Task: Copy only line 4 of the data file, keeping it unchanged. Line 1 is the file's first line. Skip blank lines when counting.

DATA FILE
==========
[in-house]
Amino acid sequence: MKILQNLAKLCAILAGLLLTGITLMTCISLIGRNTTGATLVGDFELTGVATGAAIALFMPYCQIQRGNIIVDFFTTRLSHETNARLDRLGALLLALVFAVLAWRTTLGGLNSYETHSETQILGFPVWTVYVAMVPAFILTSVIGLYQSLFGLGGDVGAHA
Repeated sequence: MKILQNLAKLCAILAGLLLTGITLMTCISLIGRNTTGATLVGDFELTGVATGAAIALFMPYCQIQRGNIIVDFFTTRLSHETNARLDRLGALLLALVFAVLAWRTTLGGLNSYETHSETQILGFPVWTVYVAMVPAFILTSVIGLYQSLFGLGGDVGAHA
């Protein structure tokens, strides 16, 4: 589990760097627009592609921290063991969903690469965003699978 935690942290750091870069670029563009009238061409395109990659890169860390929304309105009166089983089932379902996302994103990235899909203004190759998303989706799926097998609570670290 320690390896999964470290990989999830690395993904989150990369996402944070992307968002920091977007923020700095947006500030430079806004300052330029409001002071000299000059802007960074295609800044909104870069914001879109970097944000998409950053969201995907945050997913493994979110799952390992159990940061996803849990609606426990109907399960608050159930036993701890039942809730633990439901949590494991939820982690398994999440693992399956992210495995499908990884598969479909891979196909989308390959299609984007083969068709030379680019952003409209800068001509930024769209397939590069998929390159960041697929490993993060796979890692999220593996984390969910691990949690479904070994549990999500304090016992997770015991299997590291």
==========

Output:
């Protein structure tokens, strides 16, 4: 589990760097627009592609921290063991969903690469965003699978 935690942290750091870069670029563009009238061409395109990659890169860390929304309105009166089983089932379902996302994103990235899909203004190759998303989706799926097998609570670290 320690390896999964470290990989999830690395993904989150990369996402944070992307968002920091977007923020700095947006500030430079806004300052330029409001002071000299000059802007960074295609800044909104870069914001879109970097944000998409950053969201995907945050997913493994979110799952390992159990940061996803849990609606426990109907399960608050159930036993701890039942809730633990439901949590494991939820982690398994999440693992399956992210495995499908990884598969479909891979196909989308390959299609984007083969068709030379680019952003409209800068001509930024769209397939590069998929390159960041697929490993993060796979890692999220593996984390969910691990949690479904070994549990999500304090016992997770015991299997590291």